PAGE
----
The emergency seems to be that the central banks never want to let markets move backward … which naturally they do and then move forward again.
The result is constant inflation … an amazing amount of money printing … and not just US dollars. Virtually, all the central banks are printing like crazy.
When the Federal Reserve was established in 1913, it was established by an act of Congress.
It’s not a federal institution, even though it’s called the Federal Reserve. It is a private banking cartel that has a government-sponsored entity.
Similar to Fannie Mae or Freddie Mac … you wonder, is it the government or is it private? And it’s kind of both.
The issue is that the Federal Reserve is now directly monetizing US government debt. Our central bank is directly monetizing debt, and nobody’s talking about.
The question we have to ask ourselves as investors is why? Why does the Fed feel like it has to be buying what amounts to 40% of all new government debt coming hot off the presses?
We’re being told that markets are stable, stocks are rising, and that the bond markets are quiet. But that’s not the story underneath it all.
The Fed is eventually not going to be able to do enough to keep things afloat … but it’s inflate or die. That’s what the Fed is afraid of.
What can you do?
As real estate investors, our product is based on the ability to borrow.
Certainly, you can buy real estate free and clear … but the fact that you can leverage real estate is one of its biggest attractions.
Now, nobody knows how much things are actually worth, which makes it difficult to plan and make wise decisions.
How do you protect yourself?
“Get out of that paper money game, and make sure you’re really tight on the hard assets game,” Chris says.
You can also make sure your cash flows are good and that you have a bit of a buffer … don’t ride things out on the edge.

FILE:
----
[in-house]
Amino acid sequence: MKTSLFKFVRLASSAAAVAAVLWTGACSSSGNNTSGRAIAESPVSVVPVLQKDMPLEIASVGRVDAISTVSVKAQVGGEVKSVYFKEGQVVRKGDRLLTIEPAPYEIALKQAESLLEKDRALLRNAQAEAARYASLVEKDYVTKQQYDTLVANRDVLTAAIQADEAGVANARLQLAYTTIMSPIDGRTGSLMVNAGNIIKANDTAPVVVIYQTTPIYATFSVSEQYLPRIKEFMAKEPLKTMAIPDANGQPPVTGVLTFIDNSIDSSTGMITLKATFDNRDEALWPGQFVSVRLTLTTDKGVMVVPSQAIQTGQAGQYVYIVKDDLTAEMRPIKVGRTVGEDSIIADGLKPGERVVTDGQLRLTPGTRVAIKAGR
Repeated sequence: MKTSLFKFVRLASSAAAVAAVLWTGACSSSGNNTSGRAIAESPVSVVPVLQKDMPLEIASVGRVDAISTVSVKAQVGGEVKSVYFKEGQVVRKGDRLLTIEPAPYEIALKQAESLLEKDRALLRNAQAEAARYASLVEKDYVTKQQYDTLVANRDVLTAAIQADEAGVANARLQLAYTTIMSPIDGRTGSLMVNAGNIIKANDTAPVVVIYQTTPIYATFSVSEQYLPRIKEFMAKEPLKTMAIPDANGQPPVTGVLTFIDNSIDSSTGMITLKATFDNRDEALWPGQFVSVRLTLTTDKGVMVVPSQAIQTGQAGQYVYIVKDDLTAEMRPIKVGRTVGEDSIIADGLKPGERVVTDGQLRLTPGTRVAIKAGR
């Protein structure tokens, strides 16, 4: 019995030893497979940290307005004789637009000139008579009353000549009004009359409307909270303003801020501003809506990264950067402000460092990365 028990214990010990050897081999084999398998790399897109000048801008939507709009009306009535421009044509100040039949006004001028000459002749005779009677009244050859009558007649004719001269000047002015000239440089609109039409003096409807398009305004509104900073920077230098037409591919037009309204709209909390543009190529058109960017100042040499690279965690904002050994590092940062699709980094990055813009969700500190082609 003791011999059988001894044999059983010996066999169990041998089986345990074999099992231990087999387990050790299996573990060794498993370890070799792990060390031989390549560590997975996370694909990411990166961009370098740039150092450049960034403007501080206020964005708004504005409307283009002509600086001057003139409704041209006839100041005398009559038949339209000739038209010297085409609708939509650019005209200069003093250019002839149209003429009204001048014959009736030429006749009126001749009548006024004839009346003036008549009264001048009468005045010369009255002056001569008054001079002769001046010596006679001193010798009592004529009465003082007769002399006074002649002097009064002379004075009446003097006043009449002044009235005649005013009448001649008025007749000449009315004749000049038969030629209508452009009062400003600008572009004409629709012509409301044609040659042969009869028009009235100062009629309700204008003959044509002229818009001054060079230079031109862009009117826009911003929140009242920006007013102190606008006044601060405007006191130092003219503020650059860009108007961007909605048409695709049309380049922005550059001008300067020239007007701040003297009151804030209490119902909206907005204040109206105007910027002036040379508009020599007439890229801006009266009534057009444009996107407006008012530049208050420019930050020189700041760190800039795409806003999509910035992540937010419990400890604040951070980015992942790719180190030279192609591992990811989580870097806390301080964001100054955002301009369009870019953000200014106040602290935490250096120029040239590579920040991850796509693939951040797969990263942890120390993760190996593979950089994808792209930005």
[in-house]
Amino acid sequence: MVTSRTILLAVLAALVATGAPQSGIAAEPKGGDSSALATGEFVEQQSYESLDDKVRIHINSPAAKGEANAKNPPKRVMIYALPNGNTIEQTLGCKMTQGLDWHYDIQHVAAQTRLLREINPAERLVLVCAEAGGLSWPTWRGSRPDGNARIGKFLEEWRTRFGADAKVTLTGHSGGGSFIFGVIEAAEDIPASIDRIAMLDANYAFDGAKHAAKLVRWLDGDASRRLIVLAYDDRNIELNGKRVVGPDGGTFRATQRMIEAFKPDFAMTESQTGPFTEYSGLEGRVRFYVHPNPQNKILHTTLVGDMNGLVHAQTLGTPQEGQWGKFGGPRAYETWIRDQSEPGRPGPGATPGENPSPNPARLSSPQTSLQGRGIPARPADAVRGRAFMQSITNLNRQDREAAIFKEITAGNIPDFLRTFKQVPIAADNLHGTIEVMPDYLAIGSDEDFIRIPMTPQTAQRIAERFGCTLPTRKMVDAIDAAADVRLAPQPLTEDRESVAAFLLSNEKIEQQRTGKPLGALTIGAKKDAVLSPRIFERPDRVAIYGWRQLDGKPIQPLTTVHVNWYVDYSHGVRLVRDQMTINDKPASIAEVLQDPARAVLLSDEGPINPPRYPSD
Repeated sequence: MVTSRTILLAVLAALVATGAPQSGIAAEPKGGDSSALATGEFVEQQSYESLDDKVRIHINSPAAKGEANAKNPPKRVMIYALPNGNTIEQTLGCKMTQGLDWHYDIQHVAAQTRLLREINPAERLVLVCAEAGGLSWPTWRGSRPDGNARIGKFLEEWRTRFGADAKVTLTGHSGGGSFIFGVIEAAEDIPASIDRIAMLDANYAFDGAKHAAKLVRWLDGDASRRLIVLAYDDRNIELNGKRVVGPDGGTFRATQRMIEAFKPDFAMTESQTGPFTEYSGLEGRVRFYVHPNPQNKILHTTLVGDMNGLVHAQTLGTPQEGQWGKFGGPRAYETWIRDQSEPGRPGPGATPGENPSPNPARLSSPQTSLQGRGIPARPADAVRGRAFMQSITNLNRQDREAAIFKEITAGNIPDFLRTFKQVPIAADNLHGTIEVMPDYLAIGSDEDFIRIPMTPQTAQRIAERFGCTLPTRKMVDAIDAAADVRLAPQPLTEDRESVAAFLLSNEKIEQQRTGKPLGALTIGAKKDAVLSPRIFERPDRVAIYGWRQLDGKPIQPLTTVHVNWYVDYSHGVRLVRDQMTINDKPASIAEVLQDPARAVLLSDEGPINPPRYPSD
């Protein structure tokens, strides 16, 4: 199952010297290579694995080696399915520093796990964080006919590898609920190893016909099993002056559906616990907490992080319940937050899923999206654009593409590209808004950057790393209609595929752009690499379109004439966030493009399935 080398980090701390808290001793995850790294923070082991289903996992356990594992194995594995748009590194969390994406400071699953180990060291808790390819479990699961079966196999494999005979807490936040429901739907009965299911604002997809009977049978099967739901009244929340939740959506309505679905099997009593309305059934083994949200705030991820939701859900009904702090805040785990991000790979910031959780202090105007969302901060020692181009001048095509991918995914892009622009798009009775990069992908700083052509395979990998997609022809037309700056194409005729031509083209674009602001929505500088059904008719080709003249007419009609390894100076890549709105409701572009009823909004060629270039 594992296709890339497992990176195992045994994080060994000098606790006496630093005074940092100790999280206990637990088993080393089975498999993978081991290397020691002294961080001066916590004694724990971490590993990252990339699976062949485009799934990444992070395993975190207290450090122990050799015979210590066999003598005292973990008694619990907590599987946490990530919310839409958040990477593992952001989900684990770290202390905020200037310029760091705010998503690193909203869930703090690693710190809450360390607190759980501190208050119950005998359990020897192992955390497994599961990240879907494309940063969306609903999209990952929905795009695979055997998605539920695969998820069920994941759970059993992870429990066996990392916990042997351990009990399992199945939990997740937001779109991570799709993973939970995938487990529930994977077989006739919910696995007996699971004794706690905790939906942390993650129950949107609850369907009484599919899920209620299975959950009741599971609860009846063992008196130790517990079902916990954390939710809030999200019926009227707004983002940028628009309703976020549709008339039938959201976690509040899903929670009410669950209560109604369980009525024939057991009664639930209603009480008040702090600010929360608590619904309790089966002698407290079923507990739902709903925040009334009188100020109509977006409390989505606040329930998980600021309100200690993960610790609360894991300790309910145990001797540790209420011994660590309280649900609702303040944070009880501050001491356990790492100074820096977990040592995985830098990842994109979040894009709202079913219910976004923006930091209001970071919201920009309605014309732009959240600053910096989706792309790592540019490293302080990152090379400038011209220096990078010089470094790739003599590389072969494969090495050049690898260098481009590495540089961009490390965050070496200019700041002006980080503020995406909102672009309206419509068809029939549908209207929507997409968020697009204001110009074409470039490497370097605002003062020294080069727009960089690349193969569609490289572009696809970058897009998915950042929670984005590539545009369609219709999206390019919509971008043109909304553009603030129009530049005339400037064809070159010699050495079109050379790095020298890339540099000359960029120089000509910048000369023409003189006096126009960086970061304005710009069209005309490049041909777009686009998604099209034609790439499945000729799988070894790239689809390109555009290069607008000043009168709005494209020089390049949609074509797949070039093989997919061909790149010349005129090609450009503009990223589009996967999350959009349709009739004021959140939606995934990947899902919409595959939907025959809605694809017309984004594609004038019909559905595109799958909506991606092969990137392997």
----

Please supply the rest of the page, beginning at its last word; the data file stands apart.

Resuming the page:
Buy in prime places only. Now isn’t the time to take a chance on a strip mall far from the city center.
You can’t do much about what your nation intends to do about growing its debts faster than its income … but you can personally understand that those actions are going to impact you at some point.
Develop multiple income streams. You don’t want to be that person who has only got a single paycheck.
And don’t forget about social capital. Your relationships can really be an asset for you in tough times.
By doing so, you can prepare yourself to be in a better position when chaos comes … and be ready to take advantage of the opportunities that come with it.
For more ideas from Dr. Chris Martenson … listen in to our full episode.
More From The Real Estate Guys™…
- Sign up for The Real Estate Guys™ Free Newsletter
- Check out all the great free info in our Special Reports library.
- Don’t miss an episode of The Real Estate Guys™ radio show. Subscribe on iTunes or Android or YouTube!
- Stay connected with The Real Estate Guys™ on Facebook, and our Feedback page.
The Real Estate Guys™ radio show and podcast provides real estate investing news, education, training, and resources to help real estate investors succeed.